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We are journalists

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Sports reporters for various publications have had a difficult time covering Texas State’s football team. Newspapers like The University Star, The Austin American-Statesman, and The San Marcos Daily Record have all faced challenges obtaining interviews with the football players—not because of any lack of talent, but because of the bureaucracy that dominates the university’s athletics department.

Despite the wishes of the athletic department’s administration, we have been taught in every mass communications and journalism course we’ve ever taken to get those interviews by any means necessary.

This is the second season under head football coach Everett Withers, and the team remains anything but a point of pride for Texas State. The team had a 2-10 record in the 2016 season, with no wins in the Sun Belt Conference. The current season has shown little improvement.

Despite the team’s lack of success, coverage should still be a top priority to the university, especially if they ever want to increase game attendance. However, sports information directors have blocked our coverage of the football team.

When trying to reach out to players – our very own peers – without first going through a sports information director, we are punished for it. We are told “to find a new beat to cover,” and, “you are no longer welcome to be around the team anymore.”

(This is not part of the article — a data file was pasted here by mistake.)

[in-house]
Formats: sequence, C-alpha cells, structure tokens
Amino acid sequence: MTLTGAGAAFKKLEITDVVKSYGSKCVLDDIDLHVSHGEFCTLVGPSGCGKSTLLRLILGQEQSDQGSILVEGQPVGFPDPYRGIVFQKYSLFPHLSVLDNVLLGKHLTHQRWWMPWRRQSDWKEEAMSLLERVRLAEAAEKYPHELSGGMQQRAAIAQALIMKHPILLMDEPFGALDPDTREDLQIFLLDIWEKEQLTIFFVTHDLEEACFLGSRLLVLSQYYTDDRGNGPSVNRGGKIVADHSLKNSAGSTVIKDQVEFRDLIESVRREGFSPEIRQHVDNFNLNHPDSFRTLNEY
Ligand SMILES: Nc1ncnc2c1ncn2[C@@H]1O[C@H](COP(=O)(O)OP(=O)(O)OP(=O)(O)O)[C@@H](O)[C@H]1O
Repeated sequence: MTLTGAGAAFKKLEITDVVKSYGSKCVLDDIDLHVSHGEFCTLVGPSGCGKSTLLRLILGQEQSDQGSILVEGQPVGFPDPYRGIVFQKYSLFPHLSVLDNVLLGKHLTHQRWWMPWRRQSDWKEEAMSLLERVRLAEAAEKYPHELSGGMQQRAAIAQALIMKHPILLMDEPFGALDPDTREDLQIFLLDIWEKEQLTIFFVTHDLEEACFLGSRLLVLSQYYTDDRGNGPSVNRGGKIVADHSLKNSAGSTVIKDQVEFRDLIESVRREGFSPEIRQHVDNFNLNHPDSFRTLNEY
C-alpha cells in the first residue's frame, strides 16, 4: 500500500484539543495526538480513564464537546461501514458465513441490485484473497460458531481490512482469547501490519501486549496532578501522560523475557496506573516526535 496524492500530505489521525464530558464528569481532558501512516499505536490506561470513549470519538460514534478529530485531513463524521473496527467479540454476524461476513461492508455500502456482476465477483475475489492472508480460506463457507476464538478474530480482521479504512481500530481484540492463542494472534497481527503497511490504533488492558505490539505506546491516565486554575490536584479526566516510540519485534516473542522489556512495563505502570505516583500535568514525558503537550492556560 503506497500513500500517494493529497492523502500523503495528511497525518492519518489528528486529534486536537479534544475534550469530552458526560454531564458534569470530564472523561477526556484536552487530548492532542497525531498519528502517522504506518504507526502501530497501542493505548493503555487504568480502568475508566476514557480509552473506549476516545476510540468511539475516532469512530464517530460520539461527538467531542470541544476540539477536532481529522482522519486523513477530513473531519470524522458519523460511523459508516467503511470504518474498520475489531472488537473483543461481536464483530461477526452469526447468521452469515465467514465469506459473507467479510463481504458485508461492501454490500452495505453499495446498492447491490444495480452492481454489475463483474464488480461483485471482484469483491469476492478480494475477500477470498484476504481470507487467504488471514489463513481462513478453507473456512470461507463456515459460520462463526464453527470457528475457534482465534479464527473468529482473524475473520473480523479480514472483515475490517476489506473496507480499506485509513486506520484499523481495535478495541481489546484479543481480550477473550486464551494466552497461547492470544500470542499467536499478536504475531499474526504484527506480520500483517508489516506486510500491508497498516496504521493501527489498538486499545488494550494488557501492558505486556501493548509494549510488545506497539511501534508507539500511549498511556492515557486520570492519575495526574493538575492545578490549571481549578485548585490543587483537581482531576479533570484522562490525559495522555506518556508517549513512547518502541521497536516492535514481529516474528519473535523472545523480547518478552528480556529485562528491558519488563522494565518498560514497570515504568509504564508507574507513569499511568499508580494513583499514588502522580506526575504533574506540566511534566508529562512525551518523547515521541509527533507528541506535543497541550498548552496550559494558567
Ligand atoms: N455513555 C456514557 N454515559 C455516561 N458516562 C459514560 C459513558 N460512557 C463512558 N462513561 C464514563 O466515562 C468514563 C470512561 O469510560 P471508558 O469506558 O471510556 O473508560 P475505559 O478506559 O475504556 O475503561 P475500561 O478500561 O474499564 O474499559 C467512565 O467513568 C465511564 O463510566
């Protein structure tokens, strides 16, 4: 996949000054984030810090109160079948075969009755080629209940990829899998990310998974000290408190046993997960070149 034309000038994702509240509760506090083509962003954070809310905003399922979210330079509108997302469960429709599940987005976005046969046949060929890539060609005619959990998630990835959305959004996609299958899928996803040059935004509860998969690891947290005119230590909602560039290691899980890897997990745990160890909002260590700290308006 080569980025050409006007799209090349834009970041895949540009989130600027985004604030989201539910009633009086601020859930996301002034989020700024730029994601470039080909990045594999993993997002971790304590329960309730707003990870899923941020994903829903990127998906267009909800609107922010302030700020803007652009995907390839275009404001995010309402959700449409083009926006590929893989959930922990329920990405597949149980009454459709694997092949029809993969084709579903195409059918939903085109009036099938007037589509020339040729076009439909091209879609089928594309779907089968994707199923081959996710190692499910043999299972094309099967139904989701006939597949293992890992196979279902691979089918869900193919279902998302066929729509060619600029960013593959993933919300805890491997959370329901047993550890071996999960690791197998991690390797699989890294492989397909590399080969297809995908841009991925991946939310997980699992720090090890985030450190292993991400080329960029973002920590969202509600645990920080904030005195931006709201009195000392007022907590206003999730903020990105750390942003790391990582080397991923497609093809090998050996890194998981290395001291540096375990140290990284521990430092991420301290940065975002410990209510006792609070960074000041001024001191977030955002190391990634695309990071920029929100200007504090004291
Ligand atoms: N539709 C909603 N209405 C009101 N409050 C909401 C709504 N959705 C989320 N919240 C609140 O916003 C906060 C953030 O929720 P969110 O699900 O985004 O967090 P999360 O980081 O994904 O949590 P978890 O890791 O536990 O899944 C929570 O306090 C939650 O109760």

What the athletics department doesn’t seem to understand is that we are journalists. Our job is to tell the stories of others.

It is hard enough for us to tell stories that readers actually want to read when covering a football team that is 1-6— a team that has had two consecutive losing seasons under Coach Withers. The student body views the team as a joke, as seen in the low attendance at any regular-season game.

It’s fairly understandable for the athletics department to be weary of what kind of coverage Coach Withers’ losses will bring; however, we should not be punished. We should not be told what we can and cannot report on as journalists.

We have had student-athletes reach out to The University Star requesting more coverage of their teams. We are respected by student-athletes, who, at whatever cost, want their stories to be heard. We respect them too. They don’t need a sports information director to tell them when they can speak and who to speak to.

Sports reporters should not have to go through a middleman to obtain their interviews. We all attend Texas State, and the student-athletes are our peers.

What is there that the football team has to hide this season? We are not allowed to talk to the quarterbacks or freshman athletes, which, with 46 players, make up about half of the 2017 roster. Even then, the sports information directors only allow us to interview two players per week.

We have been defending the First Amendment since 1911, and will continue to do so for years to come. We will not be told what to do and how to do it. We will cover the beats that we want, and will not be stopped from doing what we have been taught is our responsibility as journalists.

We will continue to get the story by any means necessary.

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